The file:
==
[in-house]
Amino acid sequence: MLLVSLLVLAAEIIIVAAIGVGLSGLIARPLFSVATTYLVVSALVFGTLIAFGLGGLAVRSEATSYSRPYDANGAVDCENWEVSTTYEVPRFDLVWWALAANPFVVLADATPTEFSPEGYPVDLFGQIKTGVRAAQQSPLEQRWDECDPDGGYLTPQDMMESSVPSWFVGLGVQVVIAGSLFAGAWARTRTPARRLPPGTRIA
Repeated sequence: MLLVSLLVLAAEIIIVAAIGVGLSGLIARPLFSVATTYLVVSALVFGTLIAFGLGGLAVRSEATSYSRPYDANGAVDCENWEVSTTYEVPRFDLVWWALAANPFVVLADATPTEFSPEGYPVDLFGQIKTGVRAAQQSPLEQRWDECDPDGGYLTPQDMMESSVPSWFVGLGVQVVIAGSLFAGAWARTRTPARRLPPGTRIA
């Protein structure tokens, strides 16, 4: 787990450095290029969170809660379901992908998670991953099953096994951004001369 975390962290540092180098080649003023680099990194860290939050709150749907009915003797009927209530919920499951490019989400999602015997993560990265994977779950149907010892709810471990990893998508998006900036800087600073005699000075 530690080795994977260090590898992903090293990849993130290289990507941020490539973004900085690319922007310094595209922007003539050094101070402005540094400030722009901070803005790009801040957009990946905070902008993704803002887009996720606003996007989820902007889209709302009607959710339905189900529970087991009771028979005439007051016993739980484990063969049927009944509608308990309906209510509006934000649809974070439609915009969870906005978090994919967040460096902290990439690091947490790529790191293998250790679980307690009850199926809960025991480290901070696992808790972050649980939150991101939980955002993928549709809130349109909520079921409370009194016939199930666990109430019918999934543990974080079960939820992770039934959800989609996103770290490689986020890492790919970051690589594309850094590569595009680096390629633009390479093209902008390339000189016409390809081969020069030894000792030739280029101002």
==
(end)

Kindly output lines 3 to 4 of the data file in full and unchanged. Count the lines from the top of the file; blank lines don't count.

Repeated sequence: MLLVSLLVLAAEIIIVAAIGVGLSGLIARPLFSVATTYLVVSALVFGTLIAFGLGGLAVRSEATSYSRPYDANGAVDCENWEVSTTYEVPRFDLVWWALAANPFVVLADATPTEFSPEGYPVDLFGQIKTGVRAAQQSPLEQRWDECDPDGGYLTPQDMMESSVPSWFVGLGVQVVIAGSLFAGAWARTRTPARRLPPGTRIA
């Protein structure tokens, strides 16, 4: 787990450095290029969170809660379901992908998670991953099953096994951004001369 975390962290540092180098080649003023680099990194860290939050709150749907009915003797009927209530919920499951490019989400999602015997993560990265994977779950149907010892709810471990990893998508998006900036800087600073005699000075 530690080795994977260090590898992903090293990849993130290289990507941020490539973004900085690319922007310094595209922007003539050094101070402005540094400030722009901070803005790009801040957009990946905070902008993704803002887009996720606003996007989820902007889209709302009607959710339905189900529970087991009771028979005439007051016993739980484990063969049927009944509608308990309906209510509006934000649809974070439609915009969870906005978090994919967040460096902290990439690091947490790529790191293998250790679980307690009850199926809960025991480290901070696992808790972050649980939150991101939980955002993928549709809130349109909520079921409370009194016939199930666990109430019918999934543990974080079960939820992770039934959800989609996103770290490689986020890492790919970051690589594309850094590569595009680096390629633009390479093209902008390339000189016409390809081969020069030894000792030739280029101002």